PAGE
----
I looked upon myself, lying in bed. I was still soundly asleep and the serene expression on my face didn’t betray the dreadful inner struggle I was going through. I stared at myself the whole night through, overwhelmed by sadness, incapable of shedding tears that were welling up and filling the space around me. Only when I physically opened my eyes somewhere at daybreak and cautiously moved my fingers, I sighed from relief realizing I hadn’t died during my sleep.

The ever-lasting anxiety and the unfathomable sorrow I felt during that night thinking I had died still haunt me as I write these lines. It’s like a lump in my throat I will never get rid of, no matter how much water I drink. When I finally woke up that morning, I didn’t cry because my own death terrified me so much. I cried because I couldn’t bear the thought of my Mother walking in and finding me dead. I guess I know to some extent what happens after death. I’ve seen it, I’ve experienced it. It’s actually not half bad in comparison to the grieving your passing causes your loved ones. That’s why I call this phenomenon the outer edge. Your soul lingers between the physical life you’re only able to perceive but not alter and the ephemeral imperfective death you’re separated from and shielded by a mere breath. Another dimension you’d rather know nothing about.

The outer edge is the edge between life and death. I’m aware of it. I’m balancing on that edge. I sense the comforting warmth and the apathetic breeze coming from both sides, streaming through my soul, like two colliding trade winds. I’m not dead yet, but it doesn’t feel like I’m still alive. I walk over the asphalt and the earth, like any other human being. It demands concentration and exercise for the treading to become a habit. Floating feels more natural (whatever that means).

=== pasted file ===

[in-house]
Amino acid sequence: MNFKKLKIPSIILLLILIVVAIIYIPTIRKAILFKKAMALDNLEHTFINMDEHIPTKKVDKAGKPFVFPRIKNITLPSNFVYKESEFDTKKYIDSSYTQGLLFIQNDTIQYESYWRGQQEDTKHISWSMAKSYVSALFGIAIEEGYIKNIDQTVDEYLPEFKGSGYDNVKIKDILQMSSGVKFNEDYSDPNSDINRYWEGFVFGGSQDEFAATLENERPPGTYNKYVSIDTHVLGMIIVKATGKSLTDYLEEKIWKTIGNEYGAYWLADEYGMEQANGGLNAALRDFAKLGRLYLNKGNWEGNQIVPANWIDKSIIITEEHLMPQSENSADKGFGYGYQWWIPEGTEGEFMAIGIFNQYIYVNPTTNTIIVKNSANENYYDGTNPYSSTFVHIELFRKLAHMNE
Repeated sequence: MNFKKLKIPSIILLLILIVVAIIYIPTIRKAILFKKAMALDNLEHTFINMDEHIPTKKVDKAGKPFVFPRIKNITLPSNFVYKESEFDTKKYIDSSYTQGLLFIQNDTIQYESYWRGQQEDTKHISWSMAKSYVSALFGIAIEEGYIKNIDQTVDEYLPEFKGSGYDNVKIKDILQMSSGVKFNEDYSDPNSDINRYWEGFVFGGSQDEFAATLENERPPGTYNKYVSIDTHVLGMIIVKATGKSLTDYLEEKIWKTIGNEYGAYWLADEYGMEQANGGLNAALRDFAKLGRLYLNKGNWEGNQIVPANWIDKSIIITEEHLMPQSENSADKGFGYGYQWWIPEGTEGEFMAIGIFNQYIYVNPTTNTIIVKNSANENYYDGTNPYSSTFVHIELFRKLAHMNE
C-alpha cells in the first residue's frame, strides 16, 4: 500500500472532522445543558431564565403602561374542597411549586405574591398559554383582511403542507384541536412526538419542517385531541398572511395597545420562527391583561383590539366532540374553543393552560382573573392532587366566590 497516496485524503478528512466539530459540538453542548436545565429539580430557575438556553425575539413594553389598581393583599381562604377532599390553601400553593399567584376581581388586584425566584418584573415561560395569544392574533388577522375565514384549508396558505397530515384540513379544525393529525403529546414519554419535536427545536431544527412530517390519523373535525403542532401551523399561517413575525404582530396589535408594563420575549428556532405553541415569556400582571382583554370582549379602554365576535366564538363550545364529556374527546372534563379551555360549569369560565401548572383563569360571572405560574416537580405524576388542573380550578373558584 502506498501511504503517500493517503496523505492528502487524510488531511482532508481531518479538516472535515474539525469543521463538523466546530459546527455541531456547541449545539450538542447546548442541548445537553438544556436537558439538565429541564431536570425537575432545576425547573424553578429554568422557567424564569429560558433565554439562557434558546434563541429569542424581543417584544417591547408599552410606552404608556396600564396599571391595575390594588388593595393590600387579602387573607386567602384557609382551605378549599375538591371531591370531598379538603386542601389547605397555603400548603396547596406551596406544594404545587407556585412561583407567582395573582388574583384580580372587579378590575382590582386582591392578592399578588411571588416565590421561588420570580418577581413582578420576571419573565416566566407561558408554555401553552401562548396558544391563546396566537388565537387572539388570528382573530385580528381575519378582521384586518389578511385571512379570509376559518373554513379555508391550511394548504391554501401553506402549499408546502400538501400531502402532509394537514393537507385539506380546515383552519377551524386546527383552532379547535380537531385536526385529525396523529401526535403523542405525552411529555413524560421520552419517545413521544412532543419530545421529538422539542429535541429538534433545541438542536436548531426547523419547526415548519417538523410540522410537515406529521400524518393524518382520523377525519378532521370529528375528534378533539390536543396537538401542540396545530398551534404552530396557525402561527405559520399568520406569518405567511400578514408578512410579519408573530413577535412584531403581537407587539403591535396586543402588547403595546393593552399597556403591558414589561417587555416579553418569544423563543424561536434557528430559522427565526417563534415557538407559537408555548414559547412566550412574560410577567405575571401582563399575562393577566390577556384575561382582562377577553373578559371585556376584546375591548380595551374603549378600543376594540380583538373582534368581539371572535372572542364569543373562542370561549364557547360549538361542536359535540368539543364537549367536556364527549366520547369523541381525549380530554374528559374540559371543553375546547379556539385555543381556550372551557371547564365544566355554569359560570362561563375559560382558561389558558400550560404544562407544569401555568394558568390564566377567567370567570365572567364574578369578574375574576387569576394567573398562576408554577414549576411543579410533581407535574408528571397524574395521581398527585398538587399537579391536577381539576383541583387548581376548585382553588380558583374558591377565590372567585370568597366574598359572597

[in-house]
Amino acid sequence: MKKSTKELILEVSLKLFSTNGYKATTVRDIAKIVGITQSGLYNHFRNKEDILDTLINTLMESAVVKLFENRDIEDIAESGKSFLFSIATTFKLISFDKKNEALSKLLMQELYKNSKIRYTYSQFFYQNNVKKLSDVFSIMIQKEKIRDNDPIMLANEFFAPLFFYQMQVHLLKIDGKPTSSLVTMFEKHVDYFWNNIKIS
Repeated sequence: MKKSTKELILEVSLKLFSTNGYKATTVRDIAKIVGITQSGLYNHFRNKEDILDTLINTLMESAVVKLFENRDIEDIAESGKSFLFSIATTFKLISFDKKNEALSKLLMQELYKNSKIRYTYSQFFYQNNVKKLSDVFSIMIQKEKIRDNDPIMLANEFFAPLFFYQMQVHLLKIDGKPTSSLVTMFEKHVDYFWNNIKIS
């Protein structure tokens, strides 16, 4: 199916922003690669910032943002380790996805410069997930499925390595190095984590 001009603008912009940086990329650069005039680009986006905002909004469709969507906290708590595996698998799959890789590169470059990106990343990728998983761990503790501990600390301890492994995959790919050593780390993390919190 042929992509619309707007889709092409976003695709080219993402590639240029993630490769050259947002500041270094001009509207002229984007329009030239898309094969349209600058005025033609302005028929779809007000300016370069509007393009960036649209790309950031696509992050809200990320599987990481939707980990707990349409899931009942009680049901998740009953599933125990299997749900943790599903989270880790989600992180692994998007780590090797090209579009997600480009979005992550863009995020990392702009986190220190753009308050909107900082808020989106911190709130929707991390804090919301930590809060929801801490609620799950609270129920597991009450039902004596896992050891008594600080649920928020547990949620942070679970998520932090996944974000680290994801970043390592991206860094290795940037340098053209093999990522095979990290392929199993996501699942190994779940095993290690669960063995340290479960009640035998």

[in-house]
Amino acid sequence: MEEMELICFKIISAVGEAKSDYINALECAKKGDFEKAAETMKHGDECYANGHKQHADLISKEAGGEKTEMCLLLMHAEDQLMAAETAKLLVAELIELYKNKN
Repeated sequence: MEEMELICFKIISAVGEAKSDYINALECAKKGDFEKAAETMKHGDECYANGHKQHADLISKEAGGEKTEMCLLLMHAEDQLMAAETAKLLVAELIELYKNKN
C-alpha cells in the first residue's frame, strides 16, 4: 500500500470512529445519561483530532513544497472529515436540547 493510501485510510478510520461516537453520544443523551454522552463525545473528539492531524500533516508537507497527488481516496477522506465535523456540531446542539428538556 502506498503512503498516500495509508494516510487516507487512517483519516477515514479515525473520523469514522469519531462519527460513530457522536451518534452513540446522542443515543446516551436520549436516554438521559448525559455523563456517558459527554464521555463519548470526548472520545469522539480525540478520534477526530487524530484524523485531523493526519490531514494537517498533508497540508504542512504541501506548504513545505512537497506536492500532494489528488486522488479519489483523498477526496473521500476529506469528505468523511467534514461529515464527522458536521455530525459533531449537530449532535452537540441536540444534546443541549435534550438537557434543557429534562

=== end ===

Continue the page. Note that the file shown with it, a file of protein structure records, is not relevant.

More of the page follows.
Little by little I learned how to detach myself still further from my body, my room, my house, the city where I lived. But there was nothing and no one else except for my thoughts in that other reality. The streets and buildings were lifeless and abandoned. There were no people, or animals, or sounds to fill that world with meaning. One night I was walking back and forth in the local park, enjoying its dreary dark emptiness. I lay down in the middle of the playground, encircled by the smell of night and mown grass. I looked up in the sky and, enchanted by the moon, lost my concentration for some minutes. I fought that languid longing for sleep and opened my eyes. How great was my astonishment to find myself sitting on a bench, in the middle of a long avenue bathing in autumn colors! The yellow, red, and brown leaves circled profusely around me, leaving traces of their dew on my clothes. I was far away from my house, but strangely enough I didn’t suffer from one of my usual panic attacks when I realized that. I didn’t recognize that place, but simultaneously I knew it was still the outer edge. I discovered a new realm in the unknown extensive dimension. Closer to the edge. Closer to death.